Law enforcement agencies across the US and in Canada responded Thursday to a wave of bomb threats against schools, businesses, government buildings and other institutions, according to the FBI and news reports.

The threats, many received by email, have promoted evacuations, lockdowns, panic and disruption, according to various reports. But several police agencies said the threats lacked credibility.

"We are aware of the recent bomb threats made in cities around the country, and we remain in touch with our law enforcement partners to provide assistance," the FBI field office in Washington, DC, said in a statement. "As always, we encourage the public to remain vigilant and to promptly report suspicious activities which could represent a threat to public safety."

The New York Police Department said that an email being circulated contained a bomb threat and asked for payment in Bitcoin, matching similar reports from police agencies elsewhere.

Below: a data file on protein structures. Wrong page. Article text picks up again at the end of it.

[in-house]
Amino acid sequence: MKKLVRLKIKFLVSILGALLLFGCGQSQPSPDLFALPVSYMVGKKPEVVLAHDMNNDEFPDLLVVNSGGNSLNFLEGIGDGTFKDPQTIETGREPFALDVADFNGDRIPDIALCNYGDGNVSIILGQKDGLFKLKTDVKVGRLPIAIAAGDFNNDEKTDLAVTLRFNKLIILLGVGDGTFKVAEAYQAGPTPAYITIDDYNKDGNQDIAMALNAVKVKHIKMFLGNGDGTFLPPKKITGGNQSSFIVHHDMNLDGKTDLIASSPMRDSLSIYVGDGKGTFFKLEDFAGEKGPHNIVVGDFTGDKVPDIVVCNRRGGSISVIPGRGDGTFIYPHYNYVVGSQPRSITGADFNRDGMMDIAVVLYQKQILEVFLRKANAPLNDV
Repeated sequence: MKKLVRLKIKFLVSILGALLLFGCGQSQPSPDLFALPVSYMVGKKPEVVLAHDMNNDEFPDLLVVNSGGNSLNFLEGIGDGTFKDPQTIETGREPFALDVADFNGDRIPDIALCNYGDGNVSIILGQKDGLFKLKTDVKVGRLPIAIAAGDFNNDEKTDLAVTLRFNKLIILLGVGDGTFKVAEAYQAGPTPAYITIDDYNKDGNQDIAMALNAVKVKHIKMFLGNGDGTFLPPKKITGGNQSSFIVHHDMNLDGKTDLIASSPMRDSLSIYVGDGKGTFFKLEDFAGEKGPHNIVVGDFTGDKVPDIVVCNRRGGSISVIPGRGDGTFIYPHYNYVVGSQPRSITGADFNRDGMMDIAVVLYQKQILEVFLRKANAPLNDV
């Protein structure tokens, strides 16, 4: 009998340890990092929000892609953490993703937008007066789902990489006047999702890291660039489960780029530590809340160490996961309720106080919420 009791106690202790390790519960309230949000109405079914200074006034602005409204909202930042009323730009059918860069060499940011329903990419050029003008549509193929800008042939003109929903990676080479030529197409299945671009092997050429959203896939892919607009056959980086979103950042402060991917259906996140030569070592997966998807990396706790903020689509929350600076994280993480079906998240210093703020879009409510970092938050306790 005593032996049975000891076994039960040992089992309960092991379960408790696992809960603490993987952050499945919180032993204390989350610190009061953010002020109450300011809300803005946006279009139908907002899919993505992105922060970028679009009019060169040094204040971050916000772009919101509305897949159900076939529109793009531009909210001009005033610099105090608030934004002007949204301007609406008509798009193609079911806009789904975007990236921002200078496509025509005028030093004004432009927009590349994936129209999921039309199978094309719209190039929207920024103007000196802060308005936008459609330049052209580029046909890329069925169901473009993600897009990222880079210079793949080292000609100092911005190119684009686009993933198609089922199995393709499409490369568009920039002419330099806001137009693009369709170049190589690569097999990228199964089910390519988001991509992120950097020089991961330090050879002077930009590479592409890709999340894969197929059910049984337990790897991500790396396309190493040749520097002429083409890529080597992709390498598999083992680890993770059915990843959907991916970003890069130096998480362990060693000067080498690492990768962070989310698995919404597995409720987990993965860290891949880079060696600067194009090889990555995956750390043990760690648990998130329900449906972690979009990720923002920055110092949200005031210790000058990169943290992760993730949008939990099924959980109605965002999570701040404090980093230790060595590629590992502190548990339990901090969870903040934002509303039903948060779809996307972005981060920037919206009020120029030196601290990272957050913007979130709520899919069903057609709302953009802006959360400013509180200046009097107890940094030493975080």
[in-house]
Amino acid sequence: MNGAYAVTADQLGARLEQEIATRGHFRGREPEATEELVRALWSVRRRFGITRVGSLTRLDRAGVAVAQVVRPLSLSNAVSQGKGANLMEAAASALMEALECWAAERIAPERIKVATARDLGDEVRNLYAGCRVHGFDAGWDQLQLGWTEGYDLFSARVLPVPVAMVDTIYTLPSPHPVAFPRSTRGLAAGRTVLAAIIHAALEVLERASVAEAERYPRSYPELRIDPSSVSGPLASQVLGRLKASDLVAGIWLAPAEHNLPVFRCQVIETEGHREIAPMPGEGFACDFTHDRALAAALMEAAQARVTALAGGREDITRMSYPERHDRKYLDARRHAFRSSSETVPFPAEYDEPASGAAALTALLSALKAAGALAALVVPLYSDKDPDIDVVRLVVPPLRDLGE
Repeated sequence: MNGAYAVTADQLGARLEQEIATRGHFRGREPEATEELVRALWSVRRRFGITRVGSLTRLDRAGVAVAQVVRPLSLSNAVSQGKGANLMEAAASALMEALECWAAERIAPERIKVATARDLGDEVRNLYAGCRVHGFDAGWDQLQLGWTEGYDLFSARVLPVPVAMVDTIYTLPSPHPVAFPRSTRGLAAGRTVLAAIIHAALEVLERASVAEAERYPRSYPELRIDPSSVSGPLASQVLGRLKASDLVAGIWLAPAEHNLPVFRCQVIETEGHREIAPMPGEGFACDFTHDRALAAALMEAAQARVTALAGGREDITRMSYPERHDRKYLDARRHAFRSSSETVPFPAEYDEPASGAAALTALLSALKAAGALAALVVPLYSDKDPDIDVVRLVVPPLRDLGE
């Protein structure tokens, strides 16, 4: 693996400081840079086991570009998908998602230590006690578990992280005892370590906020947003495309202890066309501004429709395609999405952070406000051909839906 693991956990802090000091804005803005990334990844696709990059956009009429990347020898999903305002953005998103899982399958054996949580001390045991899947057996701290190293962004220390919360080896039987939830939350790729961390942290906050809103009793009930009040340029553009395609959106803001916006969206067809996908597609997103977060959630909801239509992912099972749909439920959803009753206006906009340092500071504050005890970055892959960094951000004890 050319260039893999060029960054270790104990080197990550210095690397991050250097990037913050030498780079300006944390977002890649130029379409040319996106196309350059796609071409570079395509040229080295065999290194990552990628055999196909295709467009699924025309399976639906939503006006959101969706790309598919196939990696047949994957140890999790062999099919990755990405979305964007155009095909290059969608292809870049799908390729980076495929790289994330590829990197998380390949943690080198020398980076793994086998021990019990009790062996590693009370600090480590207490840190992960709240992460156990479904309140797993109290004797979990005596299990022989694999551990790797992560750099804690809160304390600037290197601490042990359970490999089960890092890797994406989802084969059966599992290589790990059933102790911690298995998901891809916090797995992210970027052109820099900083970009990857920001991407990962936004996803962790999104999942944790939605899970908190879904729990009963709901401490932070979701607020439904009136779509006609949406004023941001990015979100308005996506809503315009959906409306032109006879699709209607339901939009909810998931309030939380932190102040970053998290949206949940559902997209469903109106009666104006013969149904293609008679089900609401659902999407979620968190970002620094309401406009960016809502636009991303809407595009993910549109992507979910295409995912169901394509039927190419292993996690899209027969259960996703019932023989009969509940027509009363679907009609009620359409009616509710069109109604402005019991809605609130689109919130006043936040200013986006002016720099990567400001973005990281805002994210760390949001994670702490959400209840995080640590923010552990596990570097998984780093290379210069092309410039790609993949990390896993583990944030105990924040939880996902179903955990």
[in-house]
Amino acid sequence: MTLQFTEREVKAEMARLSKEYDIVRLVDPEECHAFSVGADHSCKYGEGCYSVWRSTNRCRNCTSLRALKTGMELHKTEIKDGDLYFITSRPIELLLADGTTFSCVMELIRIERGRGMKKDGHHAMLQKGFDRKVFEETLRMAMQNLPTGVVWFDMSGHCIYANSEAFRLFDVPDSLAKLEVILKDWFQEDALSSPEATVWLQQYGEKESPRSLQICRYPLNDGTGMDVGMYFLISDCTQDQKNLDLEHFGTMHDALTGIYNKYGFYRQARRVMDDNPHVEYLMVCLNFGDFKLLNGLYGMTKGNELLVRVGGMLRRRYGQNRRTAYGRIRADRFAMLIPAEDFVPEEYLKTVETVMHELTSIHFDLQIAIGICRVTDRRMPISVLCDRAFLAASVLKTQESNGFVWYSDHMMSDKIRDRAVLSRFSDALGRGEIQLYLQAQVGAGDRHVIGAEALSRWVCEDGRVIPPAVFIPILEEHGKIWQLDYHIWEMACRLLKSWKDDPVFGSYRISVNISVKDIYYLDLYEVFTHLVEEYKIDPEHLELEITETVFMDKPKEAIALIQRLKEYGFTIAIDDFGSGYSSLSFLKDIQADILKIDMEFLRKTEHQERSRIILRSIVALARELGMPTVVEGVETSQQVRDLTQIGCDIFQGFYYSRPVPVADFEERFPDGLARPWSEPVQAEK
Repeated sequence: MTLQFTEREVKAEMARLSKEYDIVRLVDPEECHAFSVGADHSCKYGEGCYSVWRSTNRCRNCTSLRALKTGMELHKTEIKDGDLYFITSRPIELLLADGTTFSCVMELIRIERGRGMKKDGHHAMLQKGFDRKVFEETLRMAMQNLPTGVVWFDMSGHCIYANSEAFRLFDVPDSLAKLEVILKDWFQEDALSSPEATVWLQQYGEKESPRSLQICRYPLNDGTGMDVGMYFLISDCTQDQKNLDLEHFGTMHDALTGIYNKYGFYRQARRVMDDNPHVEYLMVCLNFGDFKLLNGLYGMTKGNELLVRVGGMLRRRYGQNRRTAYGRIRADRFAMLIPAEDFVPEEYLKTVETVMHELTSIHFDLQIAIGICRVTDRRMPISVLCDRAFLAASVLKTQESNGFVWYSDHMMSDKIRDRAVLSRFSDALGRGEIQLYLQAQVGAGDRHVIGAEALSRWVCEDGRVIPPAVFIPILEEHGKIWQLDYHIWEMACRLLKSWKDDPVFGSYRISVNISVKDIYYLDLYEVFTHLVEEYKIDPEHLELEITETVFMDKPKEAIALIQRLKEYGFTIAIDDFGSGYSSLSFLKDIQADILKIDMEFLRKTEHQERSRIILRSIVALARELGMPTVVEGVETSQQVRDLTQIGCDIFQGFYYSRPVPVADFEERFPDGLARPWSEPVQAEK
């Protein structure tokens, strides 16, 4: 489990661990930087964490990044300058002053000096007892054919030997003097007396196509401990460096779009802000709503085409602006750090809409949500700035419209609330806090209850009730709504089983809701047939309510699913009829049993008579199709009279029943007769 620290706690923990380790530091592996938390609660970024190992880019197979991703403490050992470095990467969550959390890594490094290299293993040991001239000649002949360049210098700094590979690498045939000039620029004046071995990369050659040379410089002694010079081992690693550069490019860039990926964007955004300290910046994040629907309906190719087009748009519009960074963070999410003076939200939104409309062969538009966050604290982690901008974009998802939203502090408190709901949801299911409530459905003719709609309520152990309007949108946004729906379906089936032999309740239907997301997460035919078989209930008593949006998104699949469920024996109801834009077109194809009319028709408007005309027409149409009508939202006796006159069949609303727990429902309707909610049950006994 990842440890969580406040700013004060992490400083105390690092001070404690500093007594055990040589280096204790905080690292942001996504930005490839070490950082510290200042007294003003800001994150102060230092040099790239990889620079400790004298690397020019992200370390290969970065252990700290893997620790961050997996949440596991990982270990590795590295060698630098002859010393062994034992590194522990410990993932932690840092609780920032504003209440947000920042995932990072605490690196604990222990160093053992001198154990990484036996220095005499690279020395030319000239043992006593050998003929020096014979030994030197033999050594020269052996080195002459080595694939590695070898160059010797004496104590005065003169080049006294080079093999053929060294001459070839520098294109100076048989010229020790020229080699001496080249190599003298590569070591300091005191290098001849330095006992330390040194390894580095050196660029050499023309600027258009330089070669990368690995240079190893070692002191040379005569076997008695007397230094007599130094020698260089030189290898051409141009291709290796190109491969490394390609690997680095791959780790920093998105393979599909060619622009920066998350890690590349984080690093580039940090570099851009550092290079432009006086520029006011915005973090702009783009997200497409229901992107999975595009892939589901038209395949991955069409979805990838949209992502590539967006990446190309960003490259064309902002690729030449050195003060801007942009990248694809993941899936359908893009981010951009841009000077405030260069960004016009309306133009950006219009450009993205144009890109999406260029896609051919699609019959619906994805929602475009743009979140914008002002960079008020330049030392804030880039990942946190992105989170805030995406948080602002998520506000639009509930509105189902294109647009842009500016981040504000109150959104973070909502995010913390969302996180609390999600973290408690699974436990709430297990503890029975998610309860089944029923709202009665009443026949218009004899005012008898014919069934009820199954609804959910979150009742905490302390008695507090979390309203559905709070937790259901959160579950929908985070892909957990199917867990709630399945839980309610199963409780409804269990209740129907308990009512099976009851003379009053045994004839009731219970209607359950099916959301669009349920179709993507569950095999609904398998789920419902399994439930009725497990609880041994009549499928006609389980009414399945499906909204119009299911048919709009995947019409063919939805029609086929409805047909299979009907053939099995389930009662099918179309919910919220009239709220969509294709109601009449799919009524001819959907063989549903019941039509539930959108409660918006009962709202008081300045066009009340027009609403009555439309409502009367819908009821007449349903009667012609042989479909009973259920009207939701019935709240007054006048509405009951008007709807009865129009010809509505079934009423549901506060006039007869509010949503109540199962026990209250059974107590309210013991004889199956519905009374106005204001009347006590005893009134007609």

"At this time, it appears that these threats are meant to cause disruption and/or obtain money," the department said in a statement on Twitter. "We'll respond to each call regarding these emails to conduct a search but we wanted to share this information so the credibility of these threats can be assessed as likely NOT CREDIBLE."

According to a statement published on Facebook by the police in Cedar Rapids, Iowa, several businesses in that city received the same emailed threat.

In it, the sender claimed that an explosive device had been hidden "in the building where your business is conducted" and could be prevented from detonating with a $20,000 ransom payment, made using Bitcoin, a cryptocurrency.

"I can call off my man if you make a transfer," the sender wrote.

The Massachusetts State Police said that it was working with federal and local officials to assess the risk associated with threats to businesses there.

The San Francisco Police Department said it had begun responding to reports of bomb threats at about 10 am.

Similar threats were received throughout the country, from Washington state to Colorado to Georgia, and even in Canada, according to various reports. The targeted institutions also included libraries, banks and medical facilities.